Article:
How is Access Control achieved?

There are two common methods:

  1. An ‘Access Control List’ is used which lists the permissions attached to every object (i.e. a file, folder, script, etc.) and specifies which users can be granted access to the object and what they can do with it, i.e.:
  • ‘read’ (view the contents of the object),
  • ‘write’ (make changes to the contents of the object), or
  • ‘execute’ (i.e. run the object (e.g. if it is a script or program).

2. Role-based access control (RBAC) is used to restrict system access to authorised users. In this approach, roles are created for various job functions and the permissions to perform certain operations are assigned to specific roles. System users are assigned particular roles, and through those role assignments acquire the permissions to perform particular functions. Since users are not assigned permissions directly, but only acquire them through their role (or roles), management of individual user rights becomes a matter of simply assigning appropriate roles to the user’s account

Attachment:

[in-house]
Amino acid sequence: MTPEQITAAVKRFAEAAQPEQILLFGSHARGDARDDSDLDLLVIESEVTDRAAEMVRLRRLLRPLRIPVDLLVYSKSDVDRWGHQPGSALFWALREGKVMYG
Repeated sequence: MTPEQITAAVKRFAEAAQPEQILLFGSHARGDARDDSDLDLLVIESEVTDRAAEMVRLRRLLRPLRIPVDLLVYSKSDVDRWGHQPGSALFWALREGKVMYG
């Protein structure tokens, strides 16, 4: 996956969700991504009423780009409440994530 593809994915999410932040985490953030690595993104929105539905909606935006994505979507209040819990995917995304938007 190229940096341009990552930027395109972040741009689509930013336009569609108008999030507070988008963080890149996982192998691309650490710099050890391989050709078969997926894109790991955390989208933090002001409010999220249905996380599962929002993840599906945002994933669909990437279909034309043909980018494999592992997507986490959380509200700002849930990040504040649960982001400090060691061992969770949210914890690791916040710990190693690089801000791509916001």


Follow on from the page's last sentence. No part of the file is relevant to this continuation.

It is a requirement of either to be managed by a systems administrator.


What are the Australian Standards for Access Control?

The Australian Signals Directorate (ASD) provides extensive guidance to Commonwealth entities surrounding standards to safeguard data ranging in different levels of sensitivity, from “unclassified but sensitive or official information not intended for public release” (UD), through “protected” (P), to “Top Secret” (TS). Associated security controls are outlined in the ASD’s Information Security Manual (ISM).